California Remote Area Exemption, CCR Section 93106

(9)

Surfacing Applications in Remote Locations:

(A)

The APCO may provide an exemption from the requirements of subsection (c) if the owner / operator can

demonstrate that:

  1. 1.           The surface is located in a remote location (as defined in subsection (i)(19)); and
  2. 2.          No alternative aggregate materials are reasonably available; and
    1. 3.           All aggregate material used for surfacing has been tested according to an approved asbestos bulk test method and determined to have an asbestos content of one (1.0) percent or less; except that the APCO may allow the use of restricted material with an asbestos content up to five (5.0) percent if the owner / operator can demonstrate that restricted material with an asbestos content of one (1.0)

 

percent or less is not reasonably available.

 

 

 

 

 

 

 

David C. Sederquist, P.G., C.E.G, C.HG., Slide 7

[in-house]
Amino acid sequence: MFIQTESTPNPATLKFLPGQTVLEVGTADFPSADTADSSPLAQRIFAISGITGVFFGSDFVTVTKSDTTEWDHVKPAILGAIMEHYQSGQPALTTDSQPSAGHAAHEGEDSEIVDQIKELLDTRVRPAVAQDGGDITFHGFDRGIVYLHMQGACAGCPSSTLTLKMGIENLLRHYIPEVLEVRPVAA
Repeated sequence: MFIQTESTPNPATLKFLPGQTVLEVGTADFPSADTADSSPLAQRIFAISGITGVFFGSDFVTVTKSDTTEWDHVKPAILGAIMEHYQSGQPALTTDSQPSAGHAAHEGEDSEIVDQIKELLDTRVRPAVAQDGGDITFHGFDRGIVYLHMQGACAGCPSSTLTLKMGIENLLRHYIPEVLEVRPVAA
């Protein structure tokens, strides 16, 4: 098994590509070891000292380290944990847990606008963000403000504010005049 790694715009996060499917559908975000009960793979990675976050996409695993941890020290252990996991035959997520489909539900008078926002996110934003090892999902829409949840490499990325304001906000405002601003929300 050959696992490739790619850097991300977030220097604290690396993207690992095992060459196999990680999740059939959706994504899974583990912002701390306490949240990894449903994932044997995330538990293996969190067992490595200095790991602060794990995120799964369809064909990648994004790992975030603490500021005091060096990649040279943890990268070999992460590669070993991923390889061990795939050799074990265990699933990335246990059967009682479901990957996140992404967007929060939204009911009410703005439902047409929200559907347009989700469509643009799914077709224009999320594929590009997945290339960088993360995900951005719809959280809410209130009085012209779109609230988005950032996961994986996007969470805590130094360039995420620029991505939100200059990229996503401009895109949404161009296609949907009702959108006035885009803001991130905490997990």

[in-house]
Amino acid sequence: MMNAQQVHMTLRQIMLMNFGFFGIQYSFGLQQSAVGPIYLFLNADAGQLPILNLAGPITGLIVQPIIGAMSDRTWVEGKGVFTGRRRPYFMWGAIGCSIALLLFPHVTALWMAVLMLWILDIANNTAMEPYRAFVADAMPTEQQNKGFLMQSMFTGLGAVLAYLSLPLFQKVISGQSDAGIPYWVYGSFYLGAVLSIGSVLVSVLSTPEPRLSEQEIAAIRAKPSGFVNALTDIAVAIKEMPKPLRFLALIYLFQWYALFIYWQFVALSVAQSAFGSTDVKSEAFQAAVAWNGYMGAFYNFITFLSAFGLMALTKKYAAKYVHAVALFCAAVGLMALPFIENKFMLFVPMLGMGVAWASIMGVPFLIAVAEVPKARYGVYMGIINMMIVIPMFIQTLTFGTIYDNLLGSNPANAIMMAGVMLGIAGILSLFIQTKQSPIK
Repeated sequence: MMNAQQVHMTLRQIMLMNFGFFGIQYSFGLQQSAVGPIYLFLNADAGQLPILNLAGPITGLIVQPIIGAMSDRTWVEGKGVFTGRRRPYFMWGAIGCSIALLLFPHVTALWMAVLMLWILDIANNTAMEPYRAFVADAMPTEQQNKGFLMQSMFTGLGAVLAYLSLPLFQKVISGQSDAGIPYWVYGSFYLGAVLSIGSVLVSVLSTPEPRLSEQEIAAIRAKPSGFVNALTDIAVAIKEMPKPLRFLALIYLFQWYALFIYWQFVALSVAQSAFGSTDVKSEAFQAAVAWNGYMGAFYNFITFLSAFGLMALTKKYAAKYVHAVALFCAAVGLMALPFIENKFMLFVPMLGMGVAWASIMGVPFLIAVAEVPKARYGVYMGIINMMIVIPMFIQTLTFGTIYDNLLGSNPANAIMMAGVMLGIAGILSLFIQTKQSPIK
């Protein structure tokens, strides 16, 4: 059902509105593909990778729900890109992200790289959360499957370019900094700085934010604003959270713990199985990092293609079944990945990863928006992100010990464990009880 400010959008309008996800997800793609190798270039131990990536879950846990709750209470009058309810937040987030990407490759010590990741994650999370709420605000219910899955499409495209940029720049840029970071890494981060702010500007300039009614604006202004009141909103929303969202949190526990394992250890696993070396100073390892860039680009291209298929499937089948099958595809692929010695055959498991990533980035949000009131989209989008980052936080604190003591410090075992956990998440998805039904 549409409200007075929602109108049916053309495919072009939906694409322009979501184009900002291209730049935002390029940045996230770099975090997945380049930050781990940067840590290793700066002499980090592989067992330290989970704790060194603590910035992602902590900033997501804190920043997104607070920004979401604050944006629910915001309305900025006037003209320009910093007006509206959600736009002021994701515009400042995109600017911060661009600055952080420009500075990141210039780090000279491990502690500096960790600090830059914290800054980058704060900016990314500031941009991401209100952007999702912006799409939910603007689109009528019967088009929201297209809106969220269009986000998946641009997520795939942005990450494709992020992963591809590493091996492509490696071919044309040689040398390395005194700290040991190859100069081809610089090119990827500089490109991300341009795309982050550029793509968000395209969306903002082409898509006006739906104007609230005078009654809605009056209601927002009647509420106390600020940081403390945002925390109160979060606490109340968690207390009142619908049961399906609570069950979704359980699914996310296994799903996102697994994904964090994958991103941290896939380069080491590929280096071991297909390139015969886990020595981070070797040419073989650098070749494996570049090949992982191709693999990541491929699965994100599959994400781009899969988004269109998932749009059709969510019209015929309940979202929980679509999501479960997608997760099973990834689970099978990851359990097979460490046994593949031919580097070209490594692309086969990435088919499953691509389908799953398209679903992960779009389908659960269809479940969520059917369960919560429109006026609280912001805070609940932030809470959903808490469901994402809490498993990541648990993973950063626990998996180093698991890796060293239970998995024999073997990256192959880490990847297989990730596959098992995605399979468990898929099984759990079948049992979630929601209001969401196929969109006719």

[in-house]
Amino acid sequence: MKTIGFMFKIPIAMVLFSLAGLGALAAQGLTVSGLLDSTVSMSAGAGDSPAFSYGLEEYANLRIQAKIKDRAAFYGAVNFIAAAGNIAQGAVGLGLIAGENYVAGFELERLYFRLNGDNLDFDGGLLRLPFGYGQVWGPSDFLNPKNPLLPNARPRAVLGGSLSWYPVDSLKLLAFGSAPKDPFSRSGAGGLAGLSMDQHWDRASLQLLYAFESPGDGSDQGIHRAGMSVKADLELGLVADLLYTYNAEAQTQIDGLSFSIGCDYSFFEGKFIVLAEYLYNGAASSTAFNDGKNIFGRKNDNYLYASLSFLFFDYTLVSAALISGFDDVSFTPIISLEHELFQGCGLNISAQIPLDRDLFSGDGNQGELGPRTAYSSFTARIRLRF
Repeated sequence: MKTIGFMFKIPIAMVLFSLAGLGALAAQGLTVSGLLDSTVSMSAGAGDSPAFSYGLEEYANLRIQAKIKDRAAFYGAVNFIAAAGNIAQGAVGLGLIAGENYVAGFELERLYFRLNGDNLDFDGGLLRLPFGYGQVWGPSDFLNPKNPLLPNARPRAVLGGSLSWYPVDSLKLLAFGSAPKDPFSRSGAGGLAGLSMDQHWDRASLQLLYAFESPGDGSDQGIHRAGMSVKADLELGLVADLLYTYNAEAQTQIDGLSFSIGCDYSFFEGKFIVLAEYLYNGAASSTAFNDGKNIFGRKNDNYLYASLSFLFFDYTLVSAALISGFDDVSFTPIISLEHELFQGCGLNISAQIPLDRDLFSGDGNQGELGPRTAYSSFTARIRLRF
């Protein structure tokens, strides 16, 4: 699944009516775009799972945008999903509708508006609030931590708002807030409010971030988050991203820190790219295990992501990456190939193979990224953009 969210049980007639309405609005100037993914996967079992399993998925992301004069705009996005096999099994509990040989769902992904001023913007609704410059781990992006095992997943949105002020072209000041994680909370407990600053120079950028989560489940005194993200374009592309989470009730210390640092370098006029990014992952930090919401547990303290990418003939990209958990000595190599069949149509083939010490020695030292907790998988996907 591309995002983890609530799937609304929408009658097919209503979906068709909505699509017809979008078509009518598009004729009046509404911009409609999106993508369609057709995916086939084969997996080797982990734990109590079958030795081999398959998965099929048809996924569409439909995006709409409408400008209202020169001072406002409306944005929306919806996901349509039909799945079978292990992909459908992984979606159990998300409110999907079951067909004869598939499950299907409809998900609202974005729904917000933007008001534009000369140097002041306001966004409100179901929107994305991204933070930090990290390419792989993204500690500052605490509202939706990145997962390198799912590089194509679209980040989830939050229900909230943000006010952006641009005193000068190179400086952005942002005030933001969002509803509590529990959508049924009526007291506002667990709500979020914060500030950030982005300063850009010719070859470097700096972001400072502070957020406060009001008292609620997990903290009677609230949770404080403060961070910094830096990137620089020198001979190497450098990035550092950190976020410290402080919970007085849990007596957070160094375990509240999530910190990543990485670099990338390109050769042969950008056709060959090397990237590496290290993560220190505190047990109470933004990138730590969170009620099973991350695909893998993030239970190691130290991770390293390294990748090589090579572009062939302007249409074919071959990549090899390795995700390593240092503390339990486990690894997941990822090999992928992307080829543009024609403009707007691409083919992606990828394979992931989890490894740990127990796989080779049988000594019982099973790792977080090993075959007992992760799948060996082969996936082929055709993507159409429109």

Schools

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Oak Ridge High School, El Dorado Hills

 

 

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Lakeview Elementary School, El Dorado Hills

David C. Sederquist, P.G., C.E.G, C.HG., Slide 8


 

 

 

 

 

NOA and Industrial Grade Asbestos

  • Asbestos regulations were written for asbestos used in manufacturing.
    • Chrysotile.
    • Amphiboles

–       Crocidolite

–       Amosite

–       Tremolite

–       Actinolite

–       Anthophyllite

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David C. Sederquist, P.G., C.E.G, C.HG., Slide 9


 

 

 

 

Non-Asbestos Amphiboles

  • Edenite
  • Pargasite
  • Glaucophane
  • Richterite
  • Tremolite
  • Actinolite
  • Reibeckite
  • and more….

 

 

 

 

David C. Sederquist, P.G., C.E.G, C.HG., Slide 10


 

 

Some NOA is Truly Asbestos

 

  • Veins of masses with long, flexible fibers.
  • Becomes easily airborne.
  • Often mixed with clay from weathering.

 

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Mass grading in NOA containing materials

 

David C. Sederquist, P.G., C.E.G, C.HG., Slide 11


 

 

Cleavage Fragments

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  • Two perfect cleavage directions.
  • Forms needle-like prismatic cleavage fragments with parallel sides and irregular terminations.

 

 

David C. Sederquist, P.G., C.E.G, C.HG., Slide 12


 

 

 

 

Cleavage Fragments Versus Fibers

 

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  • EPA defines any mineral with an aspect ratio greater than or equal to 3:1 as a fiber.